U. S. Department of the interior u. S. Geological survey how to Build a Model Illustrating Sea-Floor Spreading and Subduction



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U.S. DEPARTMENT OF THE INTERIOR
U.S. GEOLOGICAL SURVEY


How to Build a Model Illustrating Sea-Floor Spreading and Subduction

 

by



John C. Lahr

Open-File Report 99-132, Paper Edition

This report is preliminary and has not been reviewed for conformity with U.S. Geological Survey editorial standards. Any use of trade, product, or firm names is for descriptive purposes only and does not imply endorsement by the U.S. Government.

Denver Federal Center


Box 25946, Mail Stop 966
Denver, CO 80225
Phone: (303) 273-8596
Email: lahr@usgs.gov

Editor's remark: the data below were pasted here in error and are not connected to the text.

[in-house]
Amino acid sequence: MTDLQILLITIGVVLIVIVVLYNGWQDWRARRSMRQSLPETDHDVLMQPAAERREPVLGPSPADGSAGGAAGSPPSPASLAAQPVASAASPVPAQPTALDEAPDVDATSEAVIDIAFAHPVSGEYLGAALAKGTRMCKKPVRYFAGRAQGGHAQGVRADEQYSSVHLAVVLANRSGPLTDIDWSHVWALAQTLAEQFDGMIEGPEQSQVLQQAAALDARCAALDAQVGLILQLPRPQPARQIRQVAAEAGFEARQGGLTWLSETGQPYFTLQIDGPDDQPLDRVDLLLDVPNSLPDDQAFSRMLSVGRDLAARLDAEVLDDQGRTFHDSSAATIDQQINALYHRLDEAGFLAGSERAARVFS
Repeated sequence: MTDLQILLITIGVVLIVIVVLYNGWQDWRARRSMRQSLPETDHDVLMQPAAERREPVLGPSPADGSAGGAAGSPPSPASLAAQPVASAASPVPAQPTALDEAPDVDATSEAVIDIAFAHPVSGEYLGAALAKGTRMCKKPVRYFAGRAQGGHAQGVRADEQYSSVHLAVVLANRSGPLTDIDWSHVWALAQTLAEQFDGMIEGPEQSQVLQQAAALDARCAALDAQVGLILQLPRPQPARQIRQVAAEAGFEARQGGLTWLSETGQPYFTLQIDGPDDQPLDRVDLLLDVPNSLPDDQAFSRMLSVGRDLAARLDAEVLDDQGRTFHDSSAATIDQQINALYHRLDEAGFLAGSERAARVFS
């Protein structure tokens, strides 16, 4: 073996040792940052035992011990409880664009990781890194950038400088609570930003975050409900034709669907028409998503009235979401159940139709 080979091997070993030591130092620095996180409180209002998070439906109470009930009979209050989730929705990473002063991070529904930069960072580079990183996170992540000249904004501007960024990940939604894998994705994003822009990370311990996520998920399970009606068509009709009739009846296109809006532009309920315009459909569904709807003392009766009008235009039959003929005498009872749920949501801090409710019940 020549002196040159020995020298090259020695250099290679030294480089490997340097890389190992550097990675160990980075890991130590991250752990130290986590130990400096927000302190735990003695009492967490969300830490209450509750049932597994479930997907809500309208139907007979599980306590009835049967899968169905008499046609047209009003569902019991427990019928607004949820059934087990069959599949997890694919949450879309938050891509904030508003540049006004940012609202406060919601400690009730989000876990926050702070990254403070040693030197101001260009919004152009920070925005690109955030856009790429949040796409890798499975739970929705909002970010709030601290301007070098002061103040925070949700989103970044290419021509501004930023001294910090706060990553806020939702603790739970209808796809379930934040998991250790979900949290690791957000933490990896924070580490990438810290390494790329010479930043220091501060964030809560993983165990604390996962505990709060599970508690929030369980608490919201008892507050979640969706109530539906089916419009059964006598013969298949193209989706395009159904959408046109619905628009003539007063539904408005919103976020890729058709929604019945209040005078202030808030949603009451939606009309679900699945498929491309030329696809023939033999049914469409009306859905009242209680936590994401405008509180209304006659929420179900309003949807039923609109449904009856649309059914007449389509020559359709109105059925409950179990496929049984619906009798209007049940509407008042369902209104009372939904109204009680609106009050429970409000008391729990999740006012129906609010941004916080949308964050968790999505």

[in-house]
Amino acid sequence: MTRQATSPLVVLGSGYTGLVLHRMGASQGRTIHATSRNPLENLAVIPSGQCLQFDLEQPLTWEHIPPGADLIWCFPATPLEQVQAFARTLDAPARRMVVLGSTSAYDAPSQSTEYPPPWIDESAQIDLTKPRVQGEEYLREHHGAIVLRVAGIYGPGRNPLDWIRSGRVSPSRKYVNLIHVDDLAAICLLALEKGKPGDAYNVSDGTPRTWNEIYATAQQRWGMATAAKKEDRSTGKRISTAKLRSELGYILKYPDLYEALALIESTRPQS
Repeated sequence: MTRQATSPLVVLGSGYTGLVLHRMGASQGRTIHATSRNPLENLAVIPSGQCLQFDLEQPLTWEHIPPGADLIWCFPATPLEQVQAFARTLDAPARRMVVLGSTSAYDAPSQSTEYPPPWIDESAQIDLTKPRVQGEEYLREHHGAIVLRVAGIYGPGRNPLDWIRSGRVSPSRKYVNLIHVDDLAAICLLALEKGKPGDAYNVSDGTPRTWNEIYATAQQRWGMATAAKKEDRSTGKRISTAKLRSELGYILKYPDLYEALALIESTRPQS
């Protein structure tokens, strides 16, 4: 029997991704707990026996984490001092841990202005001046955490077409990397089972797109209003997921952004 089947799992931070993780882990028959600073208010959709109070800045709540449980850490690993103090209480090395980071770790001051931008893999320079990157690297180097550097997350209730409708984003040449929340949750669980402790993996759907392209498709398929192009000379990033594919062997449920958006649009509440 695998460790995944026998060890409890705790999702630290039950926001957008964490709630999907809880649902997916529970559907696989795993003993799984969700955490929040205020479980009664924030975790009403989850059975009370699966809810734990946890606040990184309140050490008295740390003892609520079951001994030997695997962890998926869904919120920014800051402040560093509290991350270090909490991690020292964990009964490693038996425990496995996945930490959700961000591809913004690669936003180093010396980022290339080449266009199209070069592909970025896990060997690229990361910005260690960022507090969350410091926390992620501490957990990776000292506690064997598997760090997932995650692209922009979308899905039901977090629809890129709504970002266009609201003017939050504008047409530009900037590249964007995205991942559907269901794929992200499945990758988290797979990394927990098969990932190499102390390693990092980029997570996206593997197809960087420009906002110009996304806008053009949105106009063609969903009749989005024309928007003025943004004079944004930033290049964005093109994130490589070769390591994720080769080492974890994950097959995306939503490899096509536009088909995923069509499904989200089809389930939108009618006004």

Introduction

This report describes how to build a model of the outer 300 km (180 miles) of the Earth that can be used to develop a better understanding of the principal features of plate tectonics, including sea-floor spreading, the pattern of magnetic stripes frozen into the sea floor, transform faulting, thrust faulting, subduction, and volcanism.

In addition to a paper copy of this report, the materials required are a cardboard shoebox, glue, scissors, straight edge, and safety razor blade.



Structure of the Earth

The Earth consists of an iron-rich core with a radius of 3,500 km (2,100 miles), surrounded by a 2,800-km- (1,680-mile-) thick mantle of mostly silicon, magnesium, and oxygen, and finally an 80-km- (50-mile-) thick lithosphere. While 96% of the volume of the core is liquid, there is a solid inner core with a radius of 1,200 km (720 miles). Electric currents within the metallic-liquid outer core create the Earth's magnetic field. This magnetic field is oriented approximately parallel to the rotation pole of the Earth.




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